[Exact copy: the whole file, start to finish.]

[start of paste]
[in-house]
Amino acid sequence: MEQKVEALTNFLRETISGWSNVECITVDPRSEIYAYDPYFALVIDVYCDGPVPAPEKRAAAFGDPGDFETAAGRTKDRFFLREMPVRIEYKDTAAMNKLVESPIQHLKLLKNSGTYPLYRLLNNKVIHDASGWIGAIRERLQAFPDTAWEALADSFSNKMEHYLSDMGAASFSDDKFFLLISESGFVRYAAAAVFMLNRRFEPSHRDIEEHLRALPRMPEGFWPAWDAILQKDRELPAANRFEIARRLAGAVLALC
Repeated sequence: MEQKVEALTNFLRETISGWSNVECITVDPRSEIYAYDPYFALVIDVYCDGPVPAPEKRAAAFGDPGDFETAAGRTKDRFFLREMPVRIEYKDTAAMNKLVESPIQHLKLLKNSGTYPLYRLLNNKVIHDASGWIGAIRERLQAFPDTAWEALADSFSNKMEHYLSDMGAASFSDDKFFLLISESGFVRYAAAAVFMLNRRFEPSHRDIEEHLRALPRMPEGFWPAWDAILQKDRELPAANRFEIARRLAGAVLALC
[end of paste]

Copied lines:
[in-house]
Amino acid sequence: MEQKVEALTNFLRETISGWSNVECITVDPRSEIYAYDPYFALVIDVYCDGPVPAPEKRAAAFGDPGDFETAAGRTKDRFFLREMPVRIEYKDTAAMNKLVESPIQHLKLLKNSGTYPLYRLLNNKVIHDASGWIGAIRERLQAFPDTAWEALADSFSNKMEHYLSDMGAASFSDDKFFLLISESGFVRYAAAAVFMLNRRFEPSHRDIEEHLRALPRMPEGFWPAWDAILQKDRELPAANRFEIARRLAGAVLALC
Repeated sequence: MEQKVEALTNFLRETISGWSNVECITVDPRSEIYAYDPYFALVIDVYCDGPVPAPEKRAAAFGDPGDFETAAGRTKDRFFLREMPVRIEYKDTAAMNKLVESPIQHLKLLKNSGTYPLYRLLNNKVIHDASGWIGAIRERLQAFPDTAWEALADSFSNKMEHYLSDMGAASFSDDKFFLLISESGFVRYAAAAVFMLNRRFEPSHRDIEEHLRALPRMPEGFWPAWDAILQKDRELPAANRFEIARRLAGAVLALC